Share this Article:


Finds Power in Community and Positivity

Written By Julia Brabant
January 2020

Diagnosed: October 2019
Status: Earned His Wings: January 5, 2021

Editor’s Note:
After a 14-month battle, we are heartbroken to announce the passing of our dear friend and Warrior Nate Prewitt to pancreatic cancer. “Your smile lit up the room. Your strength lifted buildings. Your friendships and bonds were immediate. You will always be remembered and admired for your inspiration to so many.

When asked about his cancer diagnosis, Nate once said, “I think people sometimes struggle with, ‘Why me?’, and acceptance is a big part of it – accepting that God has a role for all of us,” he said.

Rest in Peace and Comfort, Nate. You will be missed.

Read Nate’s Original Warrior Story Below

Most otherwise-healthy men and women wouldn’t consider themselves “lucky” after suffering a stroke, a seizure and a severe coronary blockage in quick succession, but in the case of Arizona’s Nate Prewitt, his sudden health scares proved a blessing in disguise.

The successful Scottsdale businessman had always led a healthy, active lifestyle, so it came as a complete surprise when he suffered a stroke followed by a seizure in late November of 2017, requiring intubation for three days. He pulled through, however, and he worked on building back his strength until the spring of 2019, when he began experiencing concerning symptoms, including shortness of breath.

When he sought treatment, doctors determined he had a severe, 95% blockage in part of his heart, and he underwent triple-bypass surgery to correct it. By mid-summer, he had largely recovered from surgery and was feeling more and more like himself when, suddenly, he began experiencing headaches, backaches and other flu-like symptoms. During a routine follow up visit to his primary care doctor, a CT scan was ordered, which revealed lesions on his liver and a mass in his pancreas.

Nate’s stage four pancreatic cancer diagnosis quickly followed in early October of 2019. “It’s very shocking,” he said, noting that things moved quite quickly in the weeks to follow. Nate’s wife, Melissa Blake, is the Vice President of Major Gifts at Scottsdale’s HonorHealth and arranged a consultation for her husband with Dr. Michael S. Gordon, one of several HonorHealth oncologists known for pioneering new treatments for cancer patients in partnership with the Translational Genomics Research Institute.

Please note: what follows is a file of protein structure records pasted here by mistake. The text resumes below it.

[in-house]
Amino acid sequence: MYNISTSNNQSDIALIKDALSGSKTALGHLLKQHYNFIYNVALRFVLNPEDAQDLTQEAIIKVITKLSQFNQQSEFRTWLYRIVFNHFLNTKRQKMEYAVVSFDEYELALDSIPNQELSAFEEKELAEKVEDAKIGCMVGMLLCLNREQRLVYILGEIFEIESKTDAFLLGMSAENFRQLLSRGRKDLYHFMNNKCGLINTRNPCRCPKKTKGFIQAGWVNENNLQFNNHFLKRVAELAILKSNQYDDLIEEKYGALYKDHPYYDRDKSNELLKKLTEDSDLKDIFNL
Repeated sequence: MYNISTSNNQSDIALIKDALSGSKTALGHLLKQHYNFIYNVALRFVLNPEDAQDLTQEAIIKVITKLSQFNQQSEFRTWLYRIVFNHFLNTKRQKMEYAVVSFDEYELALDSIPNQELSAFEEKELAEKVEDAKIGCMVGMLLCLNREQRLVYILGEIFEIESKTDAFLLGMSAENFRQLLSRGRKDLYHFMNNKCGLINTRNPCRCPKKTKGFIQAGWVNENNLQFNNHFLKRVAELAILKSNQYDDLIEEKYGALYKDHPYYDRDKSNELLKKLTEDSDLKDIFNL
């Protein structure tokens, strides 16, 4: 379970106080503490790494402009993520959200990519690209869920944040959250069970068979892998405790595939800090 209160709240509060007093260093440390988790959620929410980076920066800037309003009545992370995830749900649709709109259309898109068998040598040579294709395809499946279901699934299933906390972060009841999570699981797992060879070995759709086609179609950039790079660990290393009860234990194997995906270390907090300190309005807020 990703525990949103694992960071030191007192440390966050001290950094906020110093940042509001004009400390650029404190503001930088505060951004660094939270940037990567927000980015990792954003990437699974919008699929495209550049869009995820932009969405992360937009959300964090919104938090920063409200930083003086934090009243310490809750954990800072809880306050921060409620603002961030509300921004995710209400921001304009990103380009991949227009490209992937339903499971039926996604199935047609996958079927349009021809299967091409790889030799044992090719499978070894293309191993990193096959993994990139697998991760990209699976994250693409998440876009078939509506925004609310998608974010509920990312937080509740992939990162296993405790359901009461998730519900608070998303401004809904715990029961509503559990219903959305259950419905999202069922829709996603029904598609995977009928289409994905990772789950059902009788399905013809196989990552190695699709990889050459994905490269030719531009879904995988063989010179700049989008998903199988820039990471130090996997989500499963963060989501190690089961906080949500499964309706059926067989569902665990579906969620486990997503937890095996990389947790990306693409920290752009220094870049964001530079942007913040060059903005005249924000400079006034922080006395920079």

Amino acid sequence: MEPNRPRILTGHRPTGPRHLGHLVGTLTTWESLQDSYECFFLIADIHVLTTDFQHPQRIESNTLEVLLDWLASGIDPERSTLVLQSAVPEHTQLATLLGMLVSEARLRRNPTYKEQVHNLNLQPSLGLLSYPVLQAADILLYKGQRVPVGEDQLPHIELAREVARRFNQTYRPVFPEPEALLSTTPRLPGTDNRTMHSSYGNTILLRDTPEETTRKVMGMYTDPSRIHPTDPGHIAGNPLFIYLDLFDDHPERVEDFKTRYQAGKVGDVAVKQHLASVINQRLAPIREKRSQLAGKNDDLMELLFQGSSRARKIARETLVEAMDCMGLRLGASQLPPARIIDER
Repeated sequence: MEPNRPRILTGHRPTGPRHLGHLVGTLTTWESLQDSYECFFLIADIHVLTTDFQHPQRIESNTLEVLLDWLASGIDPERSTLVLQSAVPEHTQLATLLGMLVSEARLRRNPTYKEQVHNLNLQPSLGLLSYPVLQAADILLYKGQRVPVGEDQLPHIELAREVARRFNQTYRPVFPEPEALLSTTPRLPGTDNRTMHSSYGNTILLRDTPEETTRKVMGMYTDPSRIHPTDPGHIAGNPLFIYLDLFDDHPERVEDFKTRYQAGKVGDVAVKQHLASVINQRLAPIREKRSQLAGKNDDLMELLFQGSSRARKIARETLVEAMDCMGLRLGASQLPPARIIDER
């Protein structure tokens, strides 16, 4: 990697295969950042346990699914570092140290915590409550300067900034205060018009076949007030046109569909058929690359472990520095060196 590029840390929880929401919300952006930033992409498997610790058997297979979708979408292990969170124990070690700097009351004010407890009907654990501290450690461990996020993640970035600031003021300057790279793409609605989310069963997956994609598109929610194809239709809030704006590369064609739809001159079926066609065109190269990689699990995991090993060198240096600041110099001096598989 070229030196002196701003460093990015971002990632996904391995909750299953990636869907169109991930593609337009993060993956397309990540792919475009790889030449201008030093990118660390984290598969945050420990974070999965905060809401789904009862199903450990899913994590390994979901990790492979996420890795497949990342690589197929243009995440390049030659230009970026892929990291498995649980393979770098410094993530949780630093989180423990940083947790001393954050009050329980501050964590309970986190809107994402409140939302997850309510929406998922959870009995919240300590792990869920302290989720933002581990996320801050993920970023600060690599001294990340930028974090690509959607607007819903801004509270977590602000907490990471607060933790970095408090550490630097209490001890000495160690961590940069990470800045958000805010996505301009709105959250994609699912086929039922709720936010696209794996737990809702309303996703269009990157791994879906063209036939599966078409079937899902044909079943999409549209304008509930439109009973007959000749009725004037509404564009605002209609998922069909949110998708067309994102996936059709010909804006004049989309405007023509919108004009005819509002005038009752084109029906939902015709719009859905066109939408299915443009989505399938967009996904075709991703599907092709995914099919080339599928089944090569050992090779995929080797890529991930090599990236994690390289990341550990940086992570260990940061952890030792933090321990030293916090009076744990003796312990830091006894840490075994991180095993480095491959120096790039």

Additional biopsy and scan work revealed five lesions on Nate’s liver and an 18-mm lesion on his pancreas.

“Within days, I was getting my first treatment,” he said, adding that he also became a participant in clinical trial at the HonorHealth Research Institute in Scottsdale, Arizona: The trial, which involves a combination of Nab-paclitaxel, Gemcitabine and Cisplatin; and a high-dose Vitamin C therapy study.

“I struggled to find my equilibrium at first,” Nate said, of adjusting to his treatments. “But lately, I’ve been hunting, I’ve played golf – I’ve been feeling great.”

He’s also been able to connect with other pancreatic cancer patients through support groups, which he says have proved instrumental in helping him accept his diagnosis and see how others facing similar hurdles are leading active, fulfilling lives. He attended his first Seena Magowitz Foundation Golf Classic event (November 2019), an annual pancreatic cancer research fundraiser, before he had even begun chemotherapy and found people there who understood his situation in a way others simply couldn’t.

“It’s incredible to meet people going through the same thing who are living normal lives,” he said. “It’s a real shot of confidence and can really lighten the load.”

Currently, between work, family and treatments, Nate keeps himself quite busy, and he credits a positive attitude with helping him continue to face each day with drive and determination.

“I think people sometimes struggle with, ‘Why me?’, and acceptance is a big part of it – accepting that God has a role for all of us,” he said. He also noted that, had he not already undergone treatment for his stroke and his heart problem, his body might not have allowed him the strength he’d needed in recent months.

“Looking back, had I not had that stroke and heart blockage, I wouldn’t be in any position to carry on the fight I am now.”

Send this to a friend